Photo: Sergio Rodriguez – Portugues del Olmo/Unsplash.
“You never let a serious crisis go to waste. And what I mean by that is it’s an opportunity to do things you think you could not do before.” These are the words of Rahm Emmanuel, Barack Obama’s Chief of Staff, following the 2008 global financial crisis. They ring eerily true for the current COVID-19 pandemic.
Climate change has always seemed like an existential threat. But the drastic impact of this pandemic has woken up many citizens to the consequences of environmental degradation and climate inaction. Focusing on climate change right now may appear to be diverting attention from the mounting humanitarian and economic costs of the pandemic. Except that Lancet and WHO have stated that climate change is likely to increase the incidence of infectious disease outbreaks. Continued climate inaction therefore heightens the risk of future pandemics.
Some have found hope for the planet in the viral images of nature rebounding while humans remain in lockdown. Indeed, China’s carbon dioxide (CO2) emissions fell by 25% over a month while its cities remained in lockdown. Other cities around the world – from Delhi to Venice – are witnessing clearer air and water for the first time in decades. But what happens once human activity resumes?
We could take cues from past global crises. After the 2008 financial crisis for instance, global carbon dioxide emissions from fossil fuel combustion and cement production fell 1.4% in 2009. However, with economic stimulus resources disproportionately allocated to polluting industries, emissions rebounded to 5.9% in 2010. There is a danger of history repeating itself as governments scramble to announce economic stimulus plans in response to COVID-19.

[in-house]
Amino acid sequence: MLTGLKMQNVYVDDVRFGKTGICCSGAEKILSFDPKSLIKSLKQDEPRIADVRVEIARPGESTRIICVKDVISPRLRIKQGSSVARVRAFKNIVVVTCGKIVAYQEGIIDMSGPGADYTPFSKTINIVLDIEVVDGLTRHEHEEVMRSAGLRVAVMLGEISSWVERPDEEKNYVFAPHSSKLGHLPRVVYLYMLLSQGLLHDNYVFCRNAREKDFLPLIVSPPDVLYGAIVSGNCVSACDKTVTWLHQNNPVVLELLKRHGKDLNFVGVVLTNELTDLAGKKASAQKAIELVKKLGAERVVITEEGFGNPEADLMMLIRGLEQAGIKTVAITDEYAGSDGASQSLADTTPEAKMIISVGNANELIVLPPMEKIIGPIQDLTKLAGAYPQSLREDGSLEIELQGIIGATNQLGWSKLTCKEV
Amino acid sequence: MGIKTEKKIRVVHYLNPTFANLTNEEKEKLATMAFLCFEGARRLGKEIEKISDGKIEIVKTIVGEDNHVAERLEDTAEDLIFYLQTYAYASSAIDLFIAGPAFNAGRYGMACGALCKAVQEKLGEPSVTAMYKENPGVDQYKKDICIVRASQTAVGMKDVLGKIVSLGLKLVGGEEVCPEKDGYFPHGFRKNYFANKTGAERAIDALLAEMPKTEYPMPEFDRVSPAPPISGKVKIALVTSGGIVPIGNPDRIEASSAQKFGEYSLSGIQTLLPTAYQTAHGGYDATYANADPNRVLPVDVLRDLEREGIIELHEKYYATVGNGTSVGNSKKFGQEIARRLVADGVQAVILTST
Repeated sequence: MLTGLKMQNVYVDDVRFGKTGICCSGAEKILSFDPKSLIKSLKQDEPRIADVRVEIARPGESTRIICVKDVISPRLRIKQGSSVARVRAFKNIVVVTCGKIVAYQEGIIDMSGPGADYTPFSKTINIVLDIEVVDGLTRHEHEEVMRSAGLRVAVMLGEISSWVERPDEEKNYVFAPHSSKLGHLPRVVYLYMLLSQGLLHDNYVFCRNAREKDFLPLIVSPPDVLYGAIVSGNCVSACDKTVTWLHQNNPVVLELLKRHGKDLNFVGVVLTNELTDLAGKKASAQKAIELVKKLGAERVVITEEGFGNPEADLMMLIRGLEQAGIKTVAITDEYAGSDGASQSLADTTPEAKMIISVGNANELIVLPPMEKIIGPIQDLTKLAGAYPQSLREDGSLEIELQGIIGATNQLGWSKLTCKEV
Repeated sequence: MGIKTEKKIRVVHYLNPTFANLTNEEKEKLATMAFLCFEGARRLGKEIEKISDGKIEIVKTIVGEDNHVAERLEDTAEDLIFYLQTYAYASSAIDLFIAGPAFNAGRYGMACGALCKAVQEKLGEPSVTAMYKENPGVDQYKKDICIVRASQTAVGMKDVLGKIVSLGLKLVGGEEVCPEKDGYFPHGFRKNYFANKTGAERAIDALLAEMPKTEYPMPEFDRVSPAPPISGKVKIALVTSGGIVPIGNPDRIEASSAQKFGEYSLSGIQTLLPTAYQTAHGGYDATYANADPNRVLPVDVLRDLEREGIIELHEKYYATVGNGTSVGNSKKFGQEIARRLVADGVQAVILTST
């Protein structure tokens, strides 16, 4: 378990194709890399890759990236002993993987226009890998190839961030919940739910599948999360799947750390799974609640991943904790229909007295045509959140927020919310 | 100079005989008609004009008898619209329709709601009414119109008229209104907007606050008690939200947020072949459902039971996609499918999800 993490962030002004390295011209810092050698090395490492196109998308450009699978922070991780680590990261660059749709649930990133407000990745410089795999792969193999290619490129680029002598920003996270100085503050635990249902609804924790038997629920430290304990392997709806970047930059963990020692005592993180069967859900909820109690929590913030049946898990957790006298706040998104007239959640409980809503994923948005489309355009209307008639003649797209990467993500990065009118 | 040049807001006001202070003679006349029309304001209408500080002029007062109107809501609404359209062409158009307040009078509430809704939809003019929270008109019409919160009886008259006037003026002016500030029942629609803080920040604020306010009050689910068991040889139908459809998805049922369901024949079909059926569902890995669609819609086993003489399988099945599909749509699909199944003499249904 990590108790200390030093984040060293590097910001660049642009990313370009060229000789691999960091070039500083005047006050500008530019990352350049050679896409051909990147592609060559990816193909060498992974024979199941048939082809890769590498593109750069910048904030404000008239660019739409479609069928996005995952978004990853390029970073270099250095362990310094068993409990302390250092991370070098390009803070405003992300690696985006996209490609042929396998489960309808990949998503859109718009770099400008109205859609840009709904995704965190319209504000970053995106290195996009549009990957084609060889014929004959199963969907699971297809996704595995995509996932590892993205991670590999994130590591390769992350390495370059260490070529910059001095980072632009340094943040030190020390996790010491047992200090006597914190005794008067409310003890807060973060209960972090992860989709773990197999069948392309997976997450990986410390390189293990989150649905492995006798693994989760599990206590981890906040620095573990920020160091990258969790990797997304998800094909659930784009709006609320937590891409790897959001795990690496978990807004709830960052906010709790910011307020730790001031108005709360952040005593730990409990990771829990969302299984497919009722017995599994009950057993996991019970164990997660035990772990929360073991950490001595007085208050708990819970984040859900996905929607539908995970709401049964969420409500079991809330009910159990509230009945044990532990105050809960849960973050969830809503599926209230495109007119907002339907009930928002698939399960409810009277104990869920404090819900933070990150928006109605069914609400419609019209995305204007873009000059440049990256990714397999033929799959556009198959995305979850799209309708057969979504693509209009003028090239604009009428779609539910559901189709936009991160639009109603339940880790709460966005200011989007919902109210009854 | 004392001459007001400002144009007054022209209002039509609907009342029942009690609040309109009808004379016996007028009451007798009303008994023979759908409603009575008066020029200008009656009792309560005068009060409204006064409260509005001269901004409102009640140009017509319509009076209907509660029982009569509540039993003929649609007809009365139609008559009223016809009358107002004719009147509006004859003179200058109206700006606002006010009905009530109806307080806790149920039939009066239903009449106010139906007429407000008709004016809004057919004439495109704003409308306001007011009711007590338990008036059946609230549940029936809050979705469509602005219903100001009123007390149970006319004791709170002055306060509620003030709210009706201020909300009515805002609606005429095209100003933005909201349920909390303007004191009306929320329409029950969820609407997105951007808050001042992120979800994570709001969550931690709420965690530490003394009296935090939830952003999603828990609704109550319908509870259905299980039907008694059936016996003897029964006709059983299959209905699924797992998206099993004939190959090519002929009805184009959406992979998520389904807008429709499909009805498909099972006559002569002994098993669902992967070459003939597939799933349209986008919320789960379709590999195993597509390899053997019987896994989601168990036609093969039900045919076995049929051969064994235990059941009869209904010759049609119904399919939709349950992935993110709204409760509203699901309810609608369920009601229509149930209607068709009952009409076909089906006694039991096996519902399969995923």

International climate collaboration likely to falter
The COP26 climate summit – due to be held in November 2020 in Glasgow – has been postponed by a year. This could disrupt international climate collaboration at a time when, under the Paris Agreement, countries were expected to ramp up their pledges to reduce emissions. The European Union, the de facto leader in international climate negotiations, is being hit especially hard by the virus and looking at a long-drawn, costly recovery. In the face of the pandemic, the Prime Minister of the Czech Republic has urged the EU to ditch the European Green Deal, a plan that commits EU member states to zero emissions by 2050. A deputy minister in Poland also requested the EU to put its emissions trading scheme on hold.
Governments in developing countries will also face immense pressure to revive economic growth. China has already announced its intention to unleash a trillion-yuan fiscal stimulus in infrastructure spending to revive its economy, some of which is likely to fund carbon-intensive projects. Beijing also indicated that it will relax environmental oversight of companies in response to COVID-19. This is a mistake since its 25% temporary decline in emissions will be negated by a stimulus plan that fails to invest in clean energy. In fact, as its factories resume production, satellite images show that the air pollution that fell in vast swathes of China during the peak of the outbreak has started to come back.